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Big Mac Photo courtesy of McDonald's
McDonald's is making a few tweaks to its burgers, including adding new buns and adding more Big Mac sauce to its signature Big Macs.

McDonald’s is rolling out its ‘best burgers ever’

McDonald’s has made some tweaks to its burger cooking process and has added new buns for a rollout that will be completed nationwide by 2024.

McDonald’s is ready to debut what it’s calling its “best burgers ever.” The company announced today it is making a few changes to its burgers, including new, softer buns and more Big Mac sauce on its signature Big Macs. Some tweaks have also been made to the cooking process to yield a more consistent sear and meltier cheese, and the company is adding white onions at the grill for a caramelized flavor.

The changes were first introduced in a few international markets, including Australia, Canada, and Belgium. They have already started rolling out in some markets on the West Coast and are now available in Los Angeles, Seattle, Portland, San Francisco, Sacramento, Phoenix, Las Vegas, Salt Lake City, Denver, Boise, Tucson, and surrounding cities. They will be available nationwide by 2024.  

“We found that small changes, like tweaking our process to get hotter, meltier cheese and adjusting our grill settings for a better sear, added up to a big difference in making our burgers more flavorful than ever,” Chef Chad Schafer, senior director of culinary innovation, said in a statement.

“Our classic burgers are what made McDonald's famous. They’ve become a cultural icon over the years. We saw the opportunity to make a few changes in our kitchens to make them even more delicious and get back to what people loved most about them in the first place… making them hotter, juicier and tastier," Tariq Hassan, McDonald’s USA Chief Marketing and Customer Experience Officer, said in a statement. 

According to a company spokesperson, no changes have been made on suppliers or equipment and pricing won’t be impacted, though prices are determined by individual restaurant and may vary.

McDonald’s last made changes to its burgers in 2018, when it transitioned its Quarter Pounder with Cheese to fresh beef that’s cooked to order. That same year, the company also removed artificial flavors, colors and preservatives from its entire burger lineup.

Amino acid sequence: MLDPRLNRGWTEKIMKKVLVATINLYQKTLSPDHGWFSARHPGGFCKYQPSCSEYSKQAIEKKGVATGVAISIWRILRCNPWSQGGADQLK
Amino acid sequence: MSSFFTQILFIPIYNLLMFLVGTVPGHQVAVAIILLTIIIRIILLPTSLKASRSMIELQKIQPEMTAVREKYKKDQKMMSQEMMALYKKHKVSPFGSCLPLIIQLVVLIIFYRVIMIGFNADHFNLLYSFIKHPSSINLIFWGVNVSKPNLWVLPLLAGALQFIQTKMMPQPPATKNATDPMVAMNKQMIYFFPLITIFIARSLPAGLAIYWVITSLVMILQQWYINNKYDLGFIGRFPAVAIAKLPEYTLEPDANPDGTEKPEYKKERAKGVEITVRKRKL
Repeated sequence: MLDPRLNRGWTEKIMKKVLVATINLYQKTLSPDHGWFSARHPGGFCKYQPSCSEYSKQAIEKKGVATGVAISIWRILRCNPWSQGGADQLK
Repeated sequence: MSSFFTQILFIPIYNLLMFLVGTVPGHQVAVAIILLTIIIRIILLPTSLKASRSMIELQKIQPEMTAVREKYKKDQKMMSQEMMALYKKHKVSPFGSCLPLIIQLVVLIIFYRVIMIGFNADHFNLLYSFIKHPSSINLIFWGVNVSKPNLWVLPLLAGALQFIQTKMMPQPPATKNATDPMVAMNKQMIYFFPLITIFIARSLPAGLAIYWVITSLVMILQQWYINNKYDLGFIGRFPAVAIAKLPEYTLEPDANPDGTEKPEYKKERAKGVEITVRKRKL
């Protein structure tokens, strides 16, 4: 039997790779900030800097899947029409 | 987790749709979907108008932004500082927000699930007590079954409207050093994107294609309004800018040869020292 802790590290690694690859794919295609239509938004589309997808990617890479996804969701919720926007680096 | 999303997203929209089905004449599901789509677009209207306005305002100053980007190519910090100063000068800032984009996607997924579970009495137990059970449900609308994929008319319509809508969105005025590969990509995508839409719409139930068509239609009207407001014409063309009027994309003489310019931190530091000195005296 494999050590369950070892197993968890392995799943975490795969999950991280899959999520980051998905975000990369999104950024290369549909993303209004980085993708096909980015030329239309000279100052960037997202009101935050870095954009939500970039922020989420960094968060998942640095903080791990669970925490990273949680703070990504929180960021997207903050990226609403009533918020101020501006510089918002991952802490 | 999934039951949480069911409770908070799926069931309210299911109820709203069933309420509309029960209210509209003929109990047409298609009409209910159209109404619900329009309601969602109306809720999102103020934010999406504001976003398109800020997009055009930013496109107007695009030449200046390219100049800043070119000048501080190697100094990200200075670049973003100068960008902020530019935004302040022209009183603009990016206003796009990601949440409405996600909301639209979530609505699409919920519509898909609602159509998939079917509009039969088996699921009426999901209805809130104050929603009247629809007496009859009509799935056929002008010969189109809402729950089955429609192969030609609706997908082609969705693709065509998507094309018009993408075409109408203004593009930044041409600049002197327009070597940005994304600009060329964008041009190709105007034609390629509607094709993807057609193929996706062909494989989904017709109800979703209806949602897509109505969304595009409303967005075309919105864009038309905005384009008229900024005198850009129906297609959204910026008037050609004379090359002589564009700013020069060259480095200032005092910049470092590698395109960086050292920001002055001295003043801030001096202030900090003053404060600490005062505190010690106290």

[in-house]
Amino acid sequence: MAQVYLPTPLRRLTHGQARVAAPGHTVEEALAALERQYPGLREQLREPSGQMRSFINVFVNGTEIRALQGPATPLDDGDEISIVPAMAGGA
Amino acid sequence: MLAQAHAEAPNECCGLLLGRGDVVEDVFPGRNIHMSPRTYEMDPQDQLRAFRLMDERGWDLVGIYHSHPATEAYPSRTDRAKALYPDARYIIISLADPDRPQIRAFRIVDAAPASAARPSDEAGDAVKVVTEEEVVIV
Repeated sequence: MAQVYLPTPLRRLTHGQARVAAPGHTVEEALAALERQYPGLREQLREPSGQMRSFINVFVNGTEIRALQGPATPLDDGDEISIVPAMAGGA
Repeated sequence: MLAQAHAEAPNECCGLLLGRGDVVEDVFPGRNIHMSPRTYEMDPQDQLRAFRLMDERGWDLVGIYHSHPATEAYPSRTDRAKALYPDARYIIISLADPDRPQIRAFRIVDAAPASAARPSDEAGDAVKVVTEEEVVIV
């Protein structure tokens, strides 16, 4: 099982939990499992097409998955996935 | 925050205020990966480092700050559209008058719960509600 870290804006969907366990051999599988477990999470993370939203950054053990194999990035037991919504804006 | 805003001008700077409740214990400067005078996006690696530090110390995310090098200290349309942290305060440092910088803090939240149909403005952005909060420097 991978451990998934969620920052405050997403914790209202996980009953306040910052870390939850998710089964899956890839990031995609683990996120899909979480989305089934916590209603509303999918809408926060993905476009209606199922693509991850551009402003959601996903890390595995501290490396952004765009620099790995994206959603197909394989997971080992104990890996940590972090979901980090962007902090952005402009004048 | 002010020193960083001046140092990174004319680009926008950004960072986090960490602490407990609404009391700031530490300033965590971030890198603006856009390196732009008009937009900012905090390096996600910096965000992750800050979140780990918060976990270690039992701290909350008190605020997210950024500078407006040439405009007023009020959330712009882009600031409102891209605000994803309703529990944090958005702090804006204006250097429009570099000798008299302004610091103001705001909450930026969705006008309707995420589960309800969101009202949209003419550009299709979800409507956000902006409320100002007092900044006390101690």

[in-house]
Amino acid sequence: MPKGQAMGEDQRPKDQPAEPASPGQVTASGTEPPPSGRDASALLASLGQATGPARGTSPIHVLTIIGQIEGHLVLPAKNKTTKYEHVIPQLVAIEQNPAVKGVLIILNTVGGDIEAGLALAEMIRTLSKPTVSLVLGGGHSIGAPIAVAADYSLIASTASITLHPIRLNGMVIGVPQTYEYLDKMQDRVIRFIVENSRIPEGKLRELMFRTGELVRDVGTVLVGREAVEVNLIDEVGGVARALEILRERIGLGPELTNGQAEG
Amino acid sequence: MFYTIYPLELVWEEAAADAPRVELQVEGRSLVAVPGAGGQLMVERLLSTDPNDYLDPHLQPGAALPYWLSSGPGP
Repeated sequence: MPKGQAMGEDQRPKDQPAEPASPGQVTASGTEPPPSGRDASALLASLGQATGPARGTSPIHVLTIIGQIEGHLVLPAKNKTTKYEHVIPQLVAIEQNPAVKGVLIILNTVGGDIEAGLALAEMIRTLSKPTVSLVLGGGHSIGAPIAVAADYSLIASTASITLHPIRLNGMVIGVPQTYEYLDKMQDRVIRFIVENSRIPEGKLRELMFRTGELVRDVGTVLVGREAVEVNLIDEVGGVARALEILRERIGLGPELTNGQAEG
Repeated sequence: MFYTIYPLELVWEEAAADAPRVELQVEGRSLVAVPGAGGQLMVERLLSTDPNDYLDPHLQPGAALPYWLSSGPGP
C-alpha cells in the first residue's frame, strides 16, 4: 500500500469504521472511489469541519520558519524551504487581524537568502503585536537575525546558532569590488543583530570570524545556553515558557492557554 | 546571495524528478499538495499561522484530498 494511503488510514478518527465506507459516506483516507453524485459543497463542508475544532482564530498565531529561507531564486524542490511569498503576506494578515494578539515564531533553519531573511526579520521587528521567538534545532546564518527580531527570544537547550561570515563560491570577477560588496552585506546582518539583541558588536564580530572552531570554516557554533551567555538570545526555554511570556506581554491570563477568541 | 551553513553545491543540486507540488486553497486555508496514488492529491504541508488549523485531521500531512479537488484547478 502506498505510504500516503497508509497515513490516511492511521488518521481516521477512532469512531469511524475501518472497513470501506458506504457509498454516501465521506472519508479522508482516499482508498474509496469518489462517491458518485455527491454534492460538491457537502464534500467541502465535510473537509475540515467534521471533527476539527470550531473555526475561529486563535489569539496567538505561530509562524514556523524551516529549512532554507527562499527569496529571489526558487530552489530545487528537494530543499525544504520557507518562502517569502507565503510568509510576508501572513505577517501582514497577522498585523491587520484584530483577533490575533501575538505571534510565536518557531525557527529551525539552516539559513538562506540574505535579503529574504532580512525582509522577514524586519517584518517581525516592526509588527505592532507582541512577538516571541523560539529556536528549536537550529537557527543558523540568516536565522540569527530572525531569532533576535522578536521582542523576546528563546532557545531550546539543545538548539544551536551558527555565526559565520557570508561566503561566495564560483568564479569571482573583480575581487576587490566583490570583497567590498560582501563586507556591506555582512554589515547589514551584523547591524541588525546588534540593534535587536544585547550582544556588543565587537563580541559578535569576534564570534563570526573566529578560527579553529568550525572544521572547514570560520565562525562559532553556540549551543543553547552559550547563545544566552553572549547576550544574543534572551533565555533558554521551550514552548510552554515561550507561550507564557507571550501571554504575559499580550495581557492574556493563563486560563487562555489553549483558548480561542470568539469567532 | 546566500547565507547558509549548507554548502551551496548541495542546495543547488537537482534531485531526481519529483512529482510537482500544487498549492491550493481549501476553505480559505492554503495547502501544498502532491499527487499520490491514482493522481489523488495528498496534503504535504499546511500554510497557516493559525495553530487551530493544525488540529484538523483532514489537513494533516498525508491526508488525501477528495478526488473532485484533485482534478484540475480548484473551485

McDonald’s also upgraded its chicken sandwich in 2021 and has since renamed it as the McChicken. During the company’s most recent earnings call, CEO Chris Kempczinski said McDonald’s is gaining share in chicken and called the McChicken an “emerging global equity.”

Such changes are no small feat for the chain that counts about 13,500 domestic restaurants, but they are part of the company’s sharpened focus on its core products – part of its Accelerating the Arches 2.0 strategy first announced in January. During the chain’s Q4 earnings call, Kempczinski said, “our core menu items have never been more relevant or beloved. Throughout the year, we continue to step up our game on the favorites that build our heritage. We're delivering hotter, juicier, more delicious burgers and building on the success of emerging equities like the McCrispy Chicken Sandwich.”

McDonald’s has had several quarters of strong sales and has largely outperformed its quick-service peers. In Q4, same-store sales were up over 10%, for instance. At the end of last year, Loop Capital Markets predicted these new burgers could lift U.S. comp sales by 400 to 500 basis points by the second half of 2023.

To promote the new burgers, McDonald’s is bringing back the Hamburglar.

To get the word out, we’re bringing back a McDonald’s favorite – the Hamburglar – because what better way to show just how good they are than to turn the most notorious burger thief loose in our marketing campaign, as he tries to get his hands on our best burgers ever," Hassan said. 

The character was first introduced in the early 1970s but hasn’t made many appearances since the 2015 rollout of McDonald’s sirloin burger. The Hamburglar will star in McDonald’s newest commercial – here and here – airing in select cities starting next week. 

Contact Alicia Kelso at [email protected]

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